FTC Chair Refuses to Recuse Herself on Google-DoubleClick Deal…Well, shouldn’t the FTC itself force her hand? As a group that is supposed to be looking out for the interests of the Citizens of this great country — shouldn’t they force her hand?
Federal Trade Commission chairwoman Deborah Platt Majoras is not going to be stopped by a couple of privacy-loving non-profits. Majoras says she will not recuse herself from the Google-DoubleClick review, despite a petition from the Electronic Privacy Information Center and the Center for Digital Democracy.
The “privacy-loving” groups had filed a petition calling for her disqualification on the matter earlier this week. They cited a conflict of interest. (since Majoras’ husband works for the law firm Jones Day — where Jones Day represents DoubleClick in the antitrust case in Europe. Not only that, Majoras also used to work at Jones Day.)
BOLD emphasis mine.
We don’t claim to be attorneys, but Majoras’ defense seems lame. Her argument is this: a) Jones Day has never represented DoubleClick in front of the FTC, and b) her husband is a fixed participation partner, and not an equity partner at Jones Day, so he doesn’t have a financial interest in the outcome of the case.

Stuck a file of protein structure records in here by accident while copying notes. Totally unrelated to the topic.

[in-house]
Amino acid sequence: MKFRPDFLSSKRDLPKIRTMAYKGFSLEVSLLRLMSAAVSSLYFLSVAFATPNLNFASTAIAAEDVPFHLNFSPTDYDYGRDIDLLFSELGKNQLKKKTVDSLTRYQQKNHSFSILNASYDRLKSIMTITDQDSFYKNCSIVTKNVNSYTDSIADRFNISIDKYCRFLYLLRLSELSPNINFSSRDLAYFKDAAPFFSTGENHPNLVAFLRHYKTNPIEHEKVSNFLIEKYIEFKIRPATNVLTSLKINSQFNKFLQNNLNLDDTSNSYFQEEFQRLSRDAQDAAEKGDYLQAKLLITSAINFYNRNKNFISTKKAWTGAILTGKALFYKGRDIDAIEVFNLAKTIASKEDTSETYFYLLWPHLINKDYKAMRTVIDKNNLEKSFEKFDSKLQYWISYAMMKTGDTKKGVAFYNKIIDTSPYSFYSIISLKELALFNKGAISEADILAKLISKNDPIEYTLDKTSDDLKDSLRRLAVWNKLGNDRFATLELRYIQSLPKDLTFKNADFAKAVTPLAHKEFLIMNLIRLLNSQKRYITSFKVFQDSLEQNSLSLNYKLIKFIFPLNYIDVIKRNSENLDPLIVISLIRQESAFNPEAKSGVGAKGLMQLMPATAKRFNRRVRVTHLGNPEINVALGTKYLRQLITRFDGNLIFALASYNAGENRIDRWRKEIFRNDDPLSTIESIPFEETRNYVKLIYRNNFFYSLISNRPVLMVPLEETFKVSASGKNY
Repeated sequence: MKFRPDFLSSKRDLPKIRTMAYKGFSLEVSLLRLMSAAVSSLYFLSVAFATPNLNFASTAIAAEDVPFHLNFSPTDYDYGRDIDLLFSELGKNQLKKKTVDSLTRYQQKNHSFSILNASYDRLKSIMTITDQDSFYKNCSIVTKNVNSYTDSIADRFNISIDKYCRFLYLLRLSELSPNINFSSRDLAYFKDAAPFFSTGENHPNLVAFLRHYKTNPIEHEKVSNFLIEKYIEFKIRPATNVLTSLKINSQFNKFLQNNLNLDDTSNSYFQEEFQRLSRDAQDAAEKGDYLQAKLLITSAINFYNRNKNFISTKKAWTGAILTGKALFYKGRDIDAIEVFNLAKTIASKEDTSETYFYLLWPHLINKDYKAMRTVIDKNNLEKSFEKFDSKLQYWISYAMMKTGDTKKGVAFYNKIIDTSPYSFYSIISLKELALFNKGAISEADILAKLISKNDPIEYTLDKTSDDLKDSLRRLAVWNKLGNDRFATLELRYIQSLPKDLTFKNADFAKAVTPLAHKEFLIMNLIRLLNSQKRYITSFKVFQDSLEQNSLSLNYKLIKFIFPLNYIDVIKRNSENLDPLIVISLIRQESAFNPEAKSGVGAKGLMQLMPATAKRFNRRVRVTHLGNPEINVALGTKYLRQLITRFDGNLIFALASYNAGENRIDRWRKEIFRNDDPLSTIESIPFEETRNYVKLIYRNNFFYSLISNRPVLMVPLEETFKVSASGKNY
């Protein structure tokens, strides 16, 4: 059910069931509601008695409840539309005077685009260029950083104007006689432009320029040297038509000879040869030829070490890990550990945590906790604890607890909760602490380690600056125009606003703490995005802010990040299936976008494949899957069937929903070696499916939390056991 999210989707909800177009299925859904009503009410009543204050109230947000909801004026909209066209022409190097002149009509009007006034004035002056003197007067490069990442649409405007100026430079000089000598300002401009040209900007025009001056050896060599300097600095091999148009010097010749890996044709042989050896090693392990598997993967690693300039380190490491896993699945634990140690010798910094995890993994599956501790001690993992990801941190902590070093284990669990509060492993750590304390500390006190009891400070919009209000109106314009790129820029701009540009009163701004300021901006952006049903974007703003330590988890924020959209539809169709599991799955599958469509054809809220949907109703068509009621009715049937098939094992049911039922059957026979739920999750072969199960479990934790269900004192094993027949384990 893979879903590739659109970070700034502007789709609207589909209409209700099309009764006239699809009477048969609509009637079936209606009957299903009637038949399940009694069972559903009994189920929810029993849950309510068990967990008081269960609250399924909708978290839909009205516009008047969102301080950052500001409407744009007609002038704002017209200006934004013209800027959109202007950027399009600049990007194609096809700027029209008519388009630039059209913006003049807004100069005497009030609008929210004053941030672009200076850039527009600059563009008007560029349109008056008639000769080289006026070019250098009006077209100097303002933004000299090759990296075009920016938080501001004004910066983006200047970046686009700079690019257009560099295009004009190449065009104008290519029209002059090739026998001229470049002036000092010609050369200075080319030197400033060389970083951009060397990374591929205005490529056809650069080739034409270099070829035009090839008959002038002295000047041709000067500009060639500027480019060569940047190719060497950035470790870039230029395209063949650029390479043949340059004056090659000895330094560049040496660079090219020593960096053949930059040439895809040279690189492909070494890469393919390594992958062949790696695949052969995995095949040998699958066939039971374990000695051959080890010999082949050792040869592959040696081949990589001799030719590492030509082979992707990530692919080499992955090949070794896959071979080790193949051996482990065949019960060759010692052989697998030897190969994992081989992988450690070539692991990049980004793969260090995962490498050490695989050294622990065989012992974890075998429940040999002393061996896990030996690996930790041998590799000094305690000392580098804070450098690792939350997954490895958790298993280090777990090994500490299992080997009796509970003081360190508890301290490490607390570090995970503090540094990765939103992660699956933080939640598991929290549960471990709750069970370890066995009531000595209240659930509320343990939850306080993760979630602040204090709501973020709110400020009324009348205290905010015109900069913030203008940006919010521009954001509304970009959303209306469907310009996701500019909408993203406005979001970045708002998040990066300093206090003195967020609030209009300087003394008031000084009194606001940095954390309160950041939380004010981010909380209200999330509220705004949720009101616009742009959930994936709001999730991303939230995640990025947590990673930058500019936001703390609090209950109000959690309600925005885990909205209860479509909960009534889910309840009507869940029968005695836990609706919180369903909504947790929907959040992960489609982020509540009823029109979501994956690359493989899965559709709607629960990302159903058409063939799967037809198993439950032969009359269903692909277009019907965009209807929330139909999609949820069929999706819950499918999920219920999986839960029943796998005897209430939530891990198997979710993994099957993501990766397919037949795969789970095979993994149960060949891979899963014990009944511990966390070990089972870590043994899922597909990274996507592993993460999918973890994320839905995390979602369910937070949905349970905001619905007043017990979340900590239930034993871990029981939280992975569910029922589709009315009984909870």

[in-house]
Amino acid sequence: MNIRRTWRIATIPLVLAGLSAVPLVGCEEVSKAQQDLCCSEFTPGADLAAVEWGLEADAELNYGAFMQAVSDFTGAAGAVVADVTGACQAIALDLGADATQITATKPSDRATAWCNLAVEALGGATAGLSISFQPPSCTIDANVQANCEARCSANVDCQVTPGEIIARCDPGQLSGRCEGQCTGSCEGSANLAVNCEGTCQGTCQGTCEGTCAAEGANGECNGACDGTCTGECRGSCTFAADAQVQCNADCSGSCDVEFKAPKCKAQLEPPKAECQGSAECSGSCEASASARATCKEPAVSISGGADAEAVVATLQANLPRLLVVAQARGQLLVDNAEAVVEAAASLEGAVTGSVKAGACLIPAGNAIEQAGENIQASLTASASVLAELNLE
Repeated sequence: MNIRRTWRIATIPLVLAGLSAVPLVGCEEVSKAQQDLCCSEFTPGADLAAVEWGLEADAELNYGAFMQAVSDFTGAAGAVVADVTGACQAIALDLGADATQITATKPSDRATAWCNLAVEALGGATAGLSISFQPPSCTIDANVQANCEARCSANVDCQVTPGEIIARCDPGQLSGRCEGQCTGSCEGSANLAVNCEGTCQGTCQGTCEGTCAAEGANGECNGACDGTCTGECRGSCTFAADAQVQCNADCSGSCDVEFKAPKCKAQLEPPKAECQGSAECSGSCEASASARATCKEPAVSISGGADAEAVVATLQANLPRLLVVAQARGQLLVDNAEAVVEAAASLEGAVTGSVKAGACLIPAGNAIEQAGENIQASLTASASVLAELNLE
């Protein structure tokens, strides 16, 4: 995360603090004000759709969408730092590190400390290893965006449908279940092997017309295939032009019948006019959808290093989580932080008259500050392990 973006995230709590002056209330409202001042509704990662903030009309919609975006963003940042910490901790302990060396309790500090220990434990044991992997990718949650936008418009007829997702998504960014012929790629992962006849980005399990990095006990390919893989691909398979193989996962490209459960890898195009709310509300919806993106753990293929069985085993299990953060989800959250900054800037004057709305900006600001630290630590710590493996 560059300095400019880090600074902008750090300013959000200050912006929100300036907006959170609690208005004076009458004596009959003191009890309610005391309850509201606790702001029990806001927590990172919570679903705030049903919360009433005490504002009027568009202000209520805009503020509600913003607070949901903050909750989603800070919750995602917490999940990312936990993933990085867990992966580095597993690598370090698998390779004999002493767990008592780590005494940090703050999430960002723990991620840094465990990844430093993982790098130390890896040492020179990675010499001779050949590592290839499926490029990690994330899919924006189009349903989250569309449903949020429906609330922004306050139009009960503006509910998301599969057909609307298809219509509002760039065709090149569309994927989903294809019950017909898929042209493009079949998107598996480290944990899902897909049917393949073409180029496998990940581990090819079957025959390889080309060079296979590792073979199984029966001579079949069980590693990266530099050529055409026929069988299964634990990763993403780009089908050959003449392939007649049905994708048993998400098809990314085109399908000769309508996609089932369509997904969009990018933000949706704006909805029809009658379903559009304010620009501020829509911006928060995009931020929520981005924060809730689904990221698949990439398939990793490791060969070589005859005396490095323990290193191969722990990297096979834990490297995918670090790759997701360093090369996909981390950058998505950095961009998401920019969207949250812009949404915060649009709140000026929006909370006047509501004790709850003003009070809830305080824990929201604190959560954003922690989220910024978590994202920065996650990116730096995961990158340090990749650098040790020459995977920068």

They are claiming there is no conflict of interest? Huh? The most obvious is that Jones Day signs her husband’s checks. And used to sign hers. But it goes so much deeper than that! If we can connect the dots, why can’t the FTC?
The FTC should not be allowing even a hint of any conflict of interest. There should be NO ROOM for doubt as to the impartiality of the Chair or the Members of the Panel which is to review a given situation, IMHO. I thought that was the FTC’s stand as well…maybe I was wrong on that??
So my questions are the following:
What’s up with the FTC allowing her to make such a claim and buying into it? …and… Is the rest of the FTC going to allow this??
Why would the FTC want to waste our tax dollars on a less than their best investigation? (Whether she is generally good at her job or not has nothing to do with perception and intent.)
Just because she believes at this moment that there were no conflict of interest doesn’t mean there isn’t a conflict of interest. And if she doesn’t see the conflict of interest, is she really the right person for the this job?
Just a few questions…
Oh, and while we are looking closely at some government type things:
A make-or-break moment for telecom immunity has arrived — after months of back-room committee-meetings, the FISA bill will finally reach the Senate floor on Monday! The clock is ticking and the upcoming votes will be critical. Email your Senator now: